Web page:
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A new law went into effect recently that prohibits the use of certain aversive techniques on students enrolled in public schools.

The law (H.B. No. 3630, Section 37.0023 to Chapter 37 of the Texas Education Code) defines “aversive technique” as “a technique or intervention that is intended to reduce the likelihood of a behavior recurring by intentionally inflicting on a student significant physical or emotional discomfort or pain.”

The statute sets out a list of techniques and interventions it deems to fall within that definition, such as if the infliction:

  • is designed to or likely to cause physical pain, other than an intervention or technique used legitimately as corporal punishment;
  • is designed to or likely to cause physical pain through the use of electric shock or any procedure that involves the use of pressure points or joint locks;
  • involves the directed release of a noxious, toxic, or otherwise unpleasant spray, mist, or substance near the student’s face;
  • denies adequate sleep, air, food, water, shelter, bedding, physical comfort, supervision, or access to a restroom facility;
  • ridicules or demeans the student in a manner that adversely affects or endangers the learning or mental health of the student or constitutes verbal abuse;
  • employs a device, material, or object that simultaneously immobilizes all four extremities, including any procedure that results in such immobilization known as prone or supine floor restraint;
  • restricts the student’s circulation;
  • secures the student to a stationary object while the student is in a sitting or standing position;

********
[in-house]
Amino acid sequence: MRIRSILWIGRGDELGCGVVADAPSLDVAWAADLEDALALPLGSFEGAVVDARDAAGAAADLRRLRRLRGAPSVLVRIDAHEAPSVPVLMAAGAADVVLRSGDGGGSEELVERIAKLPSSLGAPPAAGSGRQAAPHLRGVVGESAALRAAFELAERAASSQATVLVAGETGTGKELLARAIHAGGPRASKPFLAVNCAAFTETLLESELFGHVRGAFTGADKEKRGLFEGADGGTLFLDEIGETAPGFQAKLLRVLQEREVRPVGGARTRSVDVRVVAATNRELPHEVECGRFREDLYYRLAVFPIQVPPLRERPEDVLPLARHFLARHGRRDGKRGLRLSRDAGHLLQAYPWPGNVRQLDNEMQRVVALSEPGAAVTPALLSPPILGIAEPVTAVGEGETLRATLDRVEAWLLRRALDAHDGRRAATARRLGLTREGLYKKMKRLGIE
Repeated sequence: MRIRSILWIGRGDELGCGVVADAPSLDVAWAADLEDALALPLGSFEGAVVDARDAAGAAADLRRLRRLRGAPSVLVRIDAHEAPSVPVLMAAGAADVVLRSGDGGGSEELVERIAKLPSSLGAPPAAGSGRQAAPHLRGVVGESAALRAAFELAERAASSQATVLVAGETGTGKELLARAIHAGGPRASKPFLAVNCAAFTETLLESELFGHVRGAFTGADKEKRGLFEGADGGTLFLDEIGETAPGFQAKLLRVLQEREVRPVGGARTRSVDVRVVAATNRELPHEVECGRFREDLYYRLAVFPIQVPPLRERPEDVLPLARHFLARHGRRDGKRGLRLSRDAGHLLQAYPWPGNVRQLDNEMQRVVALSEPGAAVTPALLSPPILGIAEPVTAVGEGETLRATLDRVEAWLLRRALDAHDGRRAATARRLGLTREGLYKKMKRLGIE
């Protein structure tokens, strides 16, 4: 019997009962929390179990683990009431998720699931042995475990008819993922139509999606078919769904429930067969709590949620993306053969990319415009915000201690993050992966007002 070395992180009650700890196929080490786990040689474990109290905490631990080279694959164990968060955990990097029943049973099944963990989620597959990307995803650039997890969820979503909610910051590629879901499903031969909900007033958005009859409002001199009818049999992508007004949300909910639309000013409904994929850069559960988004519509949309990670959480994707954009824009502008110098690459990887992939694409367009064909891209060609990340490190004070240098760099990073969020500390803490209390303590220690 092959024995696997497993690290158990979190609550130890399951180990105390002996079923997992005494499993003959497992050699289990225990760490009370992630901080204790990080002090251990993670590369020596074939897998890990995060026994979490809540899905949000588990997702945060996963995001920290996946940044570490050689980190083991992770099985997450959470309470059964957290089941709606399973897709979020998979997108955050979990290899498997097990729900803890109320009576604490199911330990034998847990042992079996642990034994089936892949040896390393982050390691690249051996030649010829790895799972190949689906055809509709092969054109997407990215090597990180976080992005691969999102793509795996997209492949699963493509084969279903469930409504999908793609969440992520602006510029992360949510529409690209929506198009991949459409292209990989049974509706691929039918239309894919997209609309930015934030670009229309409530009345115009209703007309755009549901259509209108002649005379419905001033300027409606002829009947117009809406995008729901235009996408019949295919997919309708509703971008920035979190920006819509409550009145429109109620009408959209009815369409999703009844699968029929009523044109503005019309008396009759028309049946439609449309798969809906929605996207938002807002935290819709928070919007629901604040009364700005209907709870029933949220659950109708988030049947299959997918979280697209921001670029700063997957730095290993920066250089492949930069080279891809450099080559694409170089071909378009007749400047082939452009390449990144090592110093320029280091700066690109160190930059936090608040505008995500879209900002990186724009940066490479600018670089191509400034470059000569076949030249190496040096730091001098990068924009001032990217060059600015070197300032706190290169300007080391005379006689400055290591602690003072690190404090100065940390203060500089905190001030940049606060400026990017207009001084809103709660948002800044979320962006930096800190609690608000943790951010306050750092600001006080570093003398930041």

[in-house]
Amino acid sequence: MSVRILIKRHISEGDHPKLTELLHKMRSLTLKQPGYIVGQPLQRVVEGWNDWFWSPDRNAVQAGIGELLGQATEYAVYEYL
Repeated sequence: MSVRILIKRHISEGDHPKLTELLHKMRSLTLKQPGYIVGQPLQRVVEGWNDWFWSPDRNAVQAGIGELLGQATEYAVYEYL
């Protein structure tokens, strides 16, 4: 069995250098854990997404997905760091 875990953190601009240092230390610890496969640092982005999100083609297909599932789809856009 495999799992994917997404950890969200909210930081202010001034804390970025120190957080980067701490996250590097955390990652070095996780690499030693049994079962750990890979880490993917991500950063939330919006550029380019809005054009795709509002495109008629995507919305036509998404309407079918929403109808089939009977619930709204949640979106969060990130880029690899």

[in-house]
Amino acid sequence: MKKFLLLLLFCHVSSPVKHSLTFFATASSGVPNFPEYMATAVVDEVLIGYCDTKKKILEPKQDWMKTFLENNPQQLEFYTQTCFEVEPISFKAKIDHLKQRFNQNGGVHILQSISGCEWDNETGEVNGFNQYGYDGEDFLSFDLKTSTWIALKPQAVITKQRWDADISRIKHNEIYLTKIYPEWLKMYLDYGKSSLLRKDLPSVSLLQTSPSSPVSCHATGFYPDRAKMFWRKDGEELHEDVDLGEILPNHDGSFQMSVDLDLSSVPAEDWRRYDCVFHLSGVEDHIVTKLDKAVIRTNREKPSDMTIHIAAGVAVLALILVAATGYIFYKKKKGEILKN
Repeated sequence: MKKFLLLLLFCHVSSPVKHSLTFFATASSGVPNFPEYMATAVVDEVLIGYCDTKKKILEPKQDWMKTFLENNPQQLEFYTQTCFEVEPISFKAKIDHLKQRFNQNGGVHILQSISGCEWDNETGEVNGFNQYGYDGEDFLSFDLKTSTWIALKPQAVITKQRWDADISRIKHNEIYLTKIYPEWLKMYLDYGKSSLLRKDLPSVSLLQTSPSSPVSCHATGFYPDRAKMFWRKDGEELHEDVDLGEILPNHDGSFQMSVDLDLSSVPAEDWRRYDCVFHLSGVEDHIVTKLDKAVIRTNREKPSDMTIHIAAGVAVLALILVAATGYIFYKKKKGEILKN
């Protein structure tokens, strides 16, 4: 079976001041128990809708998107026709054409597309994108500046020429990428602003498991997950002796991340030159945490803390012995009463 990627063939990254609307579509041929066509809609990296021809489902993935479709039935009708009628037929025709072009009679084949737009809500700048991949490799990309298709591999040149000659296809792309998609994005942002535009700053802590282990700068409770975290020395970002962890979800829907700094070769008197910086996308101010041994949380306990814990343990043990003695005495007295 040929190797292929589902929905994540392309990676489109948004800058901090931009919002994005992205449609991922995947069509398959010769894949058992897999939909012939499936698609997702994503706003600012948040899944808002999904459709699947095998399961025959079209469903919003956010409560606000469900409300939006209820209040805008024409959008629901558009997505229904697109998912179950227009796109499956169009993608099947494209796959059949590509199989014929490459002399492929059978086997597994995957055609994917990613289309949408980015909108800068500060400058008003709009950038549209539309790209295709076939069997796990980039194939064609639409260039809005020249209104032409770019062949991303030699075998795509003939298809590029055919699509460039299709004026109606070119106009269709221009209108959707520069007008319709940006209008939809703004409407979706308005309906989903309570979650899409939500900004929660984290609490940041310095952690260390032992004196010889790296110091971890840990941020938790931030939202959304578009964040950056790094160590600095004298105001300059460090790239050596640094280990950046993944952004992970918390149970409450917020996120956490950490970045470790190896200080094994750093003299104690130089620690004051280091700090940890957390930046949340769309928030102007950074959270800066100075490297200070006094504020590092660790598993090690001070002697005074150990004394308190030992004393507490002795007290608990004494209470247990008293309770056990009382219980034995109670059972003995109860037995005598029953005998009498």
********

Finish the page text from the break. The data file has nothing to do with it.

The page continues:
• inhibits, reduces, or hinders the student’s ability to communicate;
  • involves the use of a chemical restraint;
  • constitutes a use of timeout that precludes the student from being able to be involved in and progress appropriately in the required curriculum and, if applicable, toward the annual goals included in the student’s individualized education program, including isolating the student by the use of physical barriers; or
  • except as provided by Subsection (c), deprives the student of the use of one or more of the student’s senses.

An aversive technique also includes one that impairs the student’s breathing, including any procedure that involves applying pressure to the student’s torso or neck; or obstructing the student’s airway, including placing an object in, on, or over the student’s mouth or nose or placing a bag, cover, or mask over the student’s face.

This law applies to school district employees, volunteers, and independent contractors.  It does not apply to a technique that does not cause the student pain or discomfort; or complies with the student’s individualized education program or behavior intervention plan.

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